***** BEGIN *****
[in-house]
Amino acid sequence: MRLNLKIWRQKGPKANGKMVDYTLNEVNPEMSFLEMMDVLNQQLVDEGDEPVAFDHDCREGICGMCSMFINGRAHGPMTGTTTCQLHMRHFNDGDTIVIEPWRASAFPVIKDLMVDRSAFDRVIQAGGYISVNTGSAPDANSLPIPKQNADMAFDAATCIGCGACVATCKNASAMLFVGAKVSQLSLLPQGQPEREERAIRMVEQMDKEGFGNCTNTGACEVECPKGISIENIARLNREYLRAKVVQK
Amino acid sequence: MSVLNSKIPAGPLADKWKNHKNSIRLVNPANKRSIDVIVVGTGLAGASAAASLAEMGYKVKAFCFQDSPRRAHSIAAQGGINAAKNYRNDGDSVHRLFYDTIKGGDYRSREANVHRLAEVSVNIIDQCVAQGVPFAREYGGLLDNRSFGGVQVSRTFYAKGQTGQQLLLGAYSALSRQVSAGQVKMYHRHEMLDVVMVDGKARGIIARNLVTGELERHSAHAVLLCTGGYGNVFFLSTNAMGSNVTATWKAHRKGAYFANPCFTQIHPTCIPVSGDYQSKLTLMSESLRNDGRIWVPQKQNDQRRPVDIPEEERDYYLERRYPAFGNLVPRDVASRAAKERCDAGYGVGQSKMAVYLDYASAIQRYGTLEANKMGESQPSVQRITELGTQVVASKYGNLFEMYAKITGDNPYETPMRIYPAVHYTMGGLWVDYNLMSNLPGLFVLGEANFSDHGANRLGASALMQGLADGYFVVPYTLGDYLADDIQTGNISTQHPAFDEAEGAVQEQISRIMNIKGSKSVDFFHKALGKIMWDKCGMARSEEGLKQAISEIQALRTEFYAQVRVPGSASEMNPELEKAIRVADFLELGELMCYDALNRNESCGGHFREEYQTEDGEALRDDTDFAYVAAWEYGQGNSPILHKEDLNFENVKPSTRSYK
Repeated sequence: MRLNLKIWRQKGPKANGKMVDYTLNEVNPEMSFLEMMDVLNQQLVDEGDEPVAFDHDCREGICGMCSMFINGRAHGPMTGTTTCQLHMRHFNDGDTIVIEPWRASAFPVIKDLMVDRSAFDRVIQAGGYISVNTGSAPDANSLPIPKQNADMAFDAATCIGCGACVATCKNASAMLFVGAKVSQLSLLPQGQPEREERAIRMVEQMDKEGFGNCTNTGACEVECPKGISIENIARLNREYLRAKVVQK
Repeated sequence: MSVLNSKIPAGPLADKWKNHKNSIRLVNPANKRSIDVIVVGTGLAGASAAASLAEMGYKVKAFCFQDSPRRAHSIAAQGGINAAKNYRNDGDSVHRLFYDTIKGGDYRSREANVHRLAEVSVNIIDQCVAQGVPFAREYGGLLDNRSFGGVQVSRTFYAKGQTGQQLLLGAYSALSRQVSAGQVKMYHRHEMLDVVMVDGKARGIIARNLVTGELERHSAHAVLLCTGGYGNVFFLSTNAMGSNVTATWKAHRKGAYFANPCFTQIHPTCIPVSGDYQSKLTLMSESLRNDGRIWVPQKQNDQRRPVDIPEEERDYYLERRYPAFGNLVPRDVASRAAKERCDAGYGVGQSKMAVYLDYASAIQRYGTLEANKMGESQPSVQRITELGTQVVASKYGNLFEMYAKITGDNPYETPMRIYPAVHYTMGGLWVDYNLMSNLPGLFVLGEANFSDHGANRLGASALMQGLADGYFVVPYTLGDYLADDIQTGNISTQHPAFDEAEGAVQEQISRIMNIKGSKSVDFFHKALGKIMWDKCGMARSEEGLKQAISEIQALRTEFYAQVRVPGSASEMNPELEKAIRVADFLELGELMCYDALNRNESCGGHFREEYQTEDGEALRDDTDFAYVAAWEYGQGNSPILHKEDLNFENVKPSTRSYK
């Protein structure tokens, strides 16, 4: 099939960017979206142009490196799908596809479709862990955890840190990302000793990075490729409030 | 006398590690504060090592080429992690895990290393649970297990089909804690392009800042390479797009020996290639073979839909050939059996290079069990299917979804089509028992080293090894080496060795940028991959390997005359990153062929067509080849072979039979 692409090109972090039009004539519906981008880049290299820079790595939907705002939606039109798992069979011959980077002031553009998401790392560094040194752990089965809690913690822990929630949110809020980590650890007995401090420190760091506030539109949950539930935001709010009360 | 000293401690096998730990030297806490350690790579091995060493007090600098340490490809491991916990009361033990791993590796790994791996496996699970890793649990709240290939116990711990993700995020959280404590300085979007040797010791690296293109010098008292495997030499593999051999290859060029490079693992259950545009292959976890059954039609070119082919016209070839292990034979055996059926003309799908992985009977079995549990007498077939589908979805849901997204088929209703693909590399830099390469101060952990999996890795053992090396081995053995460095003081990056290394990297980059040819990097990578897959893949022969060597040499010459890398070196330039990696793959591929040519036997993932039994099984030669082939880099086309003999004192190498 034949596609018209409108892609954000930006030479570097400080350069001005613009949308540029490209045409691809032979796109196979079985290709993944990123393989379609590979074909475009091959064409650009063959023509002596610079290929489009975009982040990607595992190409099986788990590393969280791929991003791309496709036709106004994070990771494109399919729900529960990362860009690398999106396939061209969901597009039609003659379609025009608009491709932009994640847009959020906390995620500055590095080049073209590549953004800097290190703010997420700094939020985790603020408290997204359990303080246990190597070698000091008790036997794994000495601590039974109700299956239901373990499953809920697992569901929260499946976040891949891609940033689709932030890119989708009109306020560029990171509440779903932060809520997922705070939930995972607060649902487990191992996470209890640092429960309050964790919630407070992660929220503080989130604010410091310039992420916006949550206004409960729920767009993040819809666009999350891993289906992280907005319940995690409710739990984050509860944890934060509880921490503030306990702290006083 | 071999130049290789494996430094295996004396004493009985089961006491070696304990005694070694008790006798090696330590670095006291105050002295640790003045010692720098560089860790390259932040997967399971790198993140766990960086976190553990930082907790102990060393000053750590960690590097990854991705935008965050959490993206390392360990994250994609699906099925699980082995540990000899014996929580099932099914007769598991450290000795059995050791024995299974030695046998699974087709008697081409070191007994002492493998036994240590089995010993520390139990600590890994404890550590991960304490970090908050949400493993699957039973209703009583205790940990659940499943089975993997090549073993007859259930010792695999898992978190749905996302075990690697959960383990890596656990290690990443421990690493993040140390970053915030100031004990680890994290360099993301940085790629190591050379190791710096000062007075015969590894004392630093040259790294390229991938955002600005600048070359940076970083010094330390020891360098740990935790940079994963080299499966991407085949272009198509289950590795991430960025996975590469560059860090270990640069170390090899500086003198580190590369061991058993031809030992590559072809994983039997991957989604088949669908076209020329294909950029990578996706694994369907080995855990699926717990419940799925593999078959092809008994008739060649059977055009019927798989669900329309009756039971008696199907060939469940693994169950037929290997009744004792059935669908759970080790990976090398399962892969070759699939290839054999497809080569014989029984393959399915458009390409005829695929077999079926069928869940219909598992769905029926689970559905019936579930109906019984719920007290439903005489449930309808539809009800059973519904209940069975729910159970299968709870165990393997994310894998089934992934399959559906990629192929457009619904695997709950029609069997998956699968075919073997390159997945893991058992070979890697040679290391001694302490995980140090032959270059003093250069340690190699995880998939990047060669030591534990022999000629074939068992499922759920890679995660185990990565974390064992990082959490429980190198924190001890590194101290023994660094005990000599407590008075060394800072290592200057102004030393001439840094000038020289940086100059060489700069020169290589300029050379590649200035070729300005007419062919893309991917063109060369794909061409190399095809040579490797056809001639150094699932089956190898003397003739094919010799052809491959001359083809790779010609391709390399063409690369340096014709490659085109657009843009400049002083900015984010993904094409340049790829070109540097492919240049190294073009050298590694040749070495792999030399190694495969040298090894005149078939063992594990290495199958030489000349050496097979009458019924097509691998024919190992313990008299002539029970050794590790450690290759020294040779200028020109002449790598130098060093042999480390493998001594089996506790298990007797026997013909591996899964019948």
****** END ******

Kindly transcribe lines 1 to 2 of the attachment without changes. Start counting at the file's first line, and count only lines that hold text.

[in-house]
Amino acid sequence: MRLNLKIWRQKGPKANGKMVDYTLNEVNPEMSFLEMMDVLNQQLVDEGDEPVAFDHDCREGICGMCSMFINGRAHGPMTGTTTCQLHMRHFNDGDTIVIEPWRASAFPVIKDLMVDRSAFDRVIQAGGYISVNTGSAPDANSLPIPKQNADMAFDAATCIGCGACVATCKNASAMLFVGAKVSQLSLLPQGQPEREERAIRMVEQMDKEGFGNCTNTGACEVECPKGISIENIARLNREYLRAKVVQK